Polish CPI growth came in at 17.2% y/y in September (chart), picking up sharply by 1.1pp versus August, the statistical office GUS said on October 14.
The reading confirms GUS’s flash estimate published earlier this month and indicates that Poland’s inflation woes are poised to get worse. At the same time, the National Bank of Poland (NBP) is mired in internal conflict over its monetary policy while analysts say that the government’s fiscal stance is pro-inflationary, effectively cancelling out the NBP’s work.
The outlook on inflation assumes further growth – fuelled by expensive energy – until a peak of around 20% y/y in February.
But analysts are undecided whether the NBP will resume tightening after an October pause kept the rates at 6.75% or will continue in the wait-and-see mode.
“From Q2 2023, inflation may start to decline slowly, but it is unlikely to hit single-digit levels before the fourth quarter of 2023, and perhaps not even before the end of the year,” Santander Bank Polska said in a comment.
“In our opinion, in such circumstances, the NBP will decide to raise interest rates by 25bp in November and then again in early 2023,” Santander also said.
Prices in the second most-weighted segment, housing and energy, led growth of headline inflation in September, accelerating expansion to 29.9% y/y in September, compared to 27.4% y/y in August. The figure included massive increases of 172.2% y/y for heating fuels and 35.6% y/y for natural gas.
Prices in the most-weighted food and non-alcoholic drinks segment expanded 19.3% y/y, just 0.2pp lower than in August, GUS data also showed.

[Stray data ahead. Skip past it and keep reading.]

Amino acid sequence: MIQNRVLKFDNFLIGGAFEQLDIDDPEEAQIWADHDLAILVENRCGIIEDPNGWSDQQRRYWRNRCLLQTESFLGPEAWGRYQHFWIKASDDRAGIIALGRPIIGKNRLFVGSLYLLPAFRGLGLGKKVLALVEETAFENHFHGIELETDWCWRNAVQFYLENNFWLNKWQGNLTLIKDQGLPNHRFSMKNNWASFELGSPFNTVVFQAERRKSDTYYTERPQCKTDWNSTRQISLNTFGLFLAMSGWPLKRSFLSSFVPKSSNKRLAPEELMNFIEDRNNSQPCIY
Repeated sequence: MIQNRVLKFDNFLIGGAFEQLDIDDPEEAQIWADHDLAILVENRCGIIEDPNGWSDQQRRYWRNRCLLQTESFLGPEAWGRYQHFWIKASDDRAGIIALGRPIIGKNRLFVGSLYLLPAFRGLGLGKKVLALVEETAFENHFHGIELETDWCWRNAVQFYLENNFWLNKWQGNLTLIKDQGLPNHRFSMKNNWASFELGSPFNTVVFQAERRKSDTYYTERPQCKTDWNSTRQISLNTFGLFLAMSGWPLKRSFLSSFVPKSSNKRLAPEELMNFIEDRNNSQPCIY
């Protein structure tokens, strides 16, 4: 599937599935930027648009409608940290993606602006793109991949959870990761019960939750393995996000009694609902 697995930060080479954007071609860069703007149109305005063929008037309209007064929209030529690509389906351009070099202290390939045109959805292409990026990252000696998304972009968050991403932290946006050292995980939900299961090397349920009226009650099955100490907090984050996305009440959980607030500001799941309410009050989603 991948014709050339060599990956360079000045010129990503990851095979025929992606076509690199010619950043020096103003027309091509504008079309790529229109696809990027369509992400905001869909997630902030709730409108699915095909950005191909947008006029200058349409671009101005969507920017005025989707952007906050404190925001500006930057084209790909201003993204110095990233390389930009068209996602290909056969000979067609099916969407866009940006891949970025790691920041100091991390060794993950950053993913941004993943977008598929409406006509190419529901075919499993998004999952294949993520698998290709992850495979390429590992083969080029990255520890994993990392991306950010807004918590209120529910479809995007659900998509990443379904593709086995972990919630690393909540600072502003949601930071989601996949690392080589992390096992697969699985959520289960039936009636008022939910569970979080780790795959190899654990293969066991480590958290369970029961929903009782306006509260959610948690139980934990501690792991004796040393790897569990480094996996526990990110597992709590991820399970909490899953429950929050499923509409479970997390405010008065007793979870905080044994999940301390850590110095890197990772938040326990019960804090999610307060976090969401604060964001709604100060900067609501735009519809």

In the transport segment, prices went north 16.4% in September, easing from 19.4% y/y the preceding month.
In m/m terms, price growth came in at 1.6% in September, double the monthly expansion rate registered in August.
Inflation and the central bank's fight with it are now a serious political challenge for the government, as price growth is eating into Poles' incomes. At the same time, the NBP's monetary tightening has pushed up mortgage repayments significantly.
The NBP left its reference interest rate unchanged in October, however, citing concerns over the impact of further rate hikes on economic growth.
That sparked an internal disagreement in the Monetary Policy Council (RPP), the central bank’s rate-setting body.
Three rate-setters – notably appointed by the opposition-held Senate – criticized the RPP’s approach as too lenient and in fact misinforming public opinion about ways out of the inflation crisis.
One of the critical voices, Joanna Tyrowicz, went as far as saying that the NBP’s claims that inflation is collateral of Russia's war in Ukraine – as it pushed up energy prices – are false, as inflation is demand-driven.
Still, an economic slowdown is very much on the cards. Poland’s GDP growth is expected at just 1.5% in 2023 after growing an estimated 4% - 5% this year. Some analysts – the International Monetary Fund’s, for example – are putting next year’s expansion at just 0.5%.